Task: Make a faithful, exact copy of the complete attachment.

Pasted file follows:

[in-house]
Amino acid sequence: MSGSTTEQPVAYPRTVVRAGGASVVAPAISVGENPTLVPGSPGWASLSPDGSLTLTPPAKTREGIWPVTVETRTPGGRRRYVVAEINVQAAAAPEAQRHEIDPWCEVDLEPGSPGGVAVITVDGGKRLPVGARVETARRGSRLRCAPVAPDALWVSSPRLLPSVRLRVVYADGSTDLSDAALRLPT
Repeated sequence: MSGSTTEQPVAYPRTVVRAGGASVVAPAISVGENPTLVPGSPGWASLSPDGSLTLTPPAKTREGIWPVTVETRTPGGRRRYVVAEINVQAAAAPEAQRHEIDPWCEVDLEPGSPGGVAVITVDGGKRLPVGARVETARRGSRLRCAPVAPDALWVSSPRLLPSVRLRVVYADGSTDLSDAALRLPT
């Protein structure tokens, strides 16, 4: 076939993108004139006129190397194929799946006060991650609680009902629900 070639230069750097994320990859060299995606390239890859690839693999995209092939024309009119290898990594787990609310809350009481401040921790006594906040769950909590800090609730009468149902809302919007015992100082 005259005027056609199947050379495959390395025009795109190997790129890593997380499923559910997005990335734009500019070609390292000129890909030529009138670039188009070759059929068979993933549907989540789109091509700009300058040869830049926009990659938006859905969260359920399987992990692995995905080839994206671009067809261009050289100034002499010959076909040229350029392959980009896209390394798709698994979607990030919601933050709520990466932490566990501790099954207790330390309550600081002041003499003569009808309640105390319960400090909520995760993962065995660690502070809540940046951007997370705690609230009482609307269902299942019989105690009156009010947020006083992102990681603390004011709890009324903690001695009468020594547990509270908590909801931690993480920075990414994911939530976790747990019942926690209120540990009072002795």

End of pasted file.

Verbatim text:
[in-house]
Amino acid sequence: MSGSTTEQPVAYPRTVVRAGGASVVAPAISVGENPTLVPGSPGWASLSPDGSLTLTPPAKTREGIWPVTVETRTPGGRRRYVVAEINVQAAAAPEAQRHEIDPWCEVDLEPGSPGGVAVITVDGGKRLPVGARVETARRGSRLRCAPVAPDALWVSSPRLLPSVRLRVVYADGSTDLSDAALRLPT
Repeated sequence: MSGSTTEQPVAYPRTVVRAGGASVVAPAISVGENPTLVPGSPGWASLSPDGSLTLTPPAKTREGIWPVTVETRTPGGRRRYVVAEINVQAAAAPEAQRHEIDPWCEVDLEPGSPGGVAVITVDGGKRLPVGARVETARRGSRLRCAPVAPDALWVSSPRLLPSVRLRVVYADGSTDLSDAALRLPT
């Protein structure tokens, strides 16, 4: 076939993108004139006129190397194929799946006060991650609680009902629900 070639230069750097994320990859060299995606390239890859690839693999995209092939024309009119290898990594787990609310809350009481401040921790006594906040769950909590800090609730009468149902809302919007015992100082 005259005027056609199947050379495959390395025009795109190997790129890593997380499923559910997005990335734009500019070609390292000129890909030529009138670039188009070759059929068979993933549907989540789109091509700009300058040869830049926009990659938006859905969260359920399987992990692995995905080839994206671009067809261009050289100034002499010959076909040229350029392959980009896209390394798709698994979607990030919601933050709520990466932490566990501790099954207790330390309550600081002041003499003569009808309640105390319960400090909520995760993962065995660690502070809540940046951007997370705690609230009482609307269902299942019989105690009156009010947020006083992102990681603390004011709890009324903690001695009468020594547990509270908590909801931690993480920075990414994911939530976790747990019942926690209120540990009072002795």